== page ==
When Bel & Brio opened at Barangaroo nearly three years ago, it was a place you could shop for produce, bottles of wine and upmarket groceries, and buy takeaway food, as well as have a casual bite and drink. Now, after a mini reno it’s also home to a new Italian restaurant, Corso Brio.
“We realised [the venue] was missing personality,” says executive chef Davide Incardona, “and we wanted to bring a fine-dining restaurant element to showcase Italian food with modern techniques.”
To make room for the new restaurant the space the marketplace devoted to shelving has been reduced and in its place are elegant walnut-panelled walls making intimate booths, which are under romantic dim lighting.
Incardona’s menu reflects the more formal dining space, and he draws on his Italian heritage but weaves in elements of Australia. The spaghetti with Queensland spanner crab is a perfect example. “It’s a dish from southern Italy, which is where my mum was from, but it features herb charcoal breadcrumbs, which is a very Australian way to have it,” says Incardona.
For something less starchy there’s a sesame seed-crusted seared tuna served with shaved fennel and marinated artichokes to start, or for main, a slow-roasted lamb shoulder with sweet-potato puree and a demi-glace sauce.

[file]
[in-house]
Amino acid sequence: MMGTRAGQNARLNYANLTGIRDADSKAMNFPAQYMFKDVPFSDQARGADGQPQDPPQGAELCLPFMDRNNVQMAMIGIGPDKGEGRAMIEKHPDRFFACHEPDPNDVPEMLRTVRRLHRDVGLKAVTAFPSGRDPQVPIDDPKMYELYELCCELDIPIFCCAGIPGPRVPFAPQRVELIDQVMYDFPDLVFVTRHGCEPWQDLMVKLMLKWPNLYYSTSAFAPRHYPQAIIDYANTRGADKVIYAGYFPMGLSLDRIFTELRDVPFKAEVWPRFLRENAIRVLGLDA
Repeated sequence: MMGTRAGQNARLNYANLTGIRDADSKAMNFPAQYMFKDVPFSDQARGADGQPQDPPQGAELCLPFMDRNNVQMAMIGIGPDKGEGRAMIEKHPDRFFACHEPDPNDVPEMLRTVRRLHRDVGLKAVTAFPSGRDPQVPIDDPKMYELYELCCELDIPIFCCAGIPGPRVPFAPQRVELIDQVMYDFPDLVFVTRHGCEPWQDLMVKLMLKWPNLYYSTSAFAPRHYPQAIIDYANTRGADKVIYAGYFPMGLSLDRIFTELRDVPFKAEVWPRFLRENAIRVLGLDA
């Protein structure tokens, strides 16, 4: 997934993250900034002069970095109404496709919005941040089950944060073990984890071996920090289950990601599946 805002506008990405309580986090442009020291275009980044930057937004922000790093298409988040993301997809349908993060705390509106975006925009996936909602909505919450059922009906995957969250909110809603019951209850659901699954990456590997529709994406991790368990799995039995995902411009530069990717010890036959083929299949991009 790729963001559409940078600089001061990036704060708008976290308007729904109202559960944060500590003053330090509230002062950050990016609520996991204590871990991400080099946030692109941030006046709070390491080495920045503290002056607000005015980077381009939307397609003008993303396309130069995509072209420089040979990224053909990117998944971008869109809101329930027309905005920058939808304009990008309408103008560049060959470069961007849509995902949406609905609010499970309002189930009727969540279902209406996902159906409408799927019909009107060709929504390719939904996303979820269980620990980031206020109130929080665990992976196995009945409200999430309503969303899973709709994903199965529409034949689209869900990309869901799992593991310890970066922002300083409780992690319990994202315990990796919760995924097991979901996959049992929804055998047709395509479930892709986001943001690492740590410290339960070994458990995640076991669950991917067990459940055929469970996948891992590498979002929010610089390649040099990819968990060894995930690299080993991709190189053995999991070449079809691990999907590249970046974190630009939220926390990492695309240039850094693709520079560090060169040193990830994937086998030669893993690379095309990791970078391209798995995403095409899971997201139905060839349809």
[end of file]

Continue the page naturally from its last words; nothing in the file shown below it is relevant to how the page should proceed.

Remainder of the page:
A majority of the produce used in the kitchen comes from the restaurant’s farm on the Central Coast. “Our intent is to be organic and as sustainable as we can and let our customers know that what we’re cooking is authentic,” Incardona says.
At dinner you can order an eight-course degustation for $99 that starts with house-made bread served with 12-year aged balsamic and extra virgin olive oil, and at the moment includes slow-cooked Wagyu beef cheek ragu with tagliatelle, pavlova with wild berries, and petit fours and coffee.
Corso Brio’s menu is matched by the extensive vino list designed by influential wine merchant Jon Osbeiston (he was behind Ultimo Wine Centre, set up the Sydney arm of the Prince Wine Store and recently worked with Golden Century to open Wine Bank). And we mean big: it has more than 800 wines, mostly Italian varietals.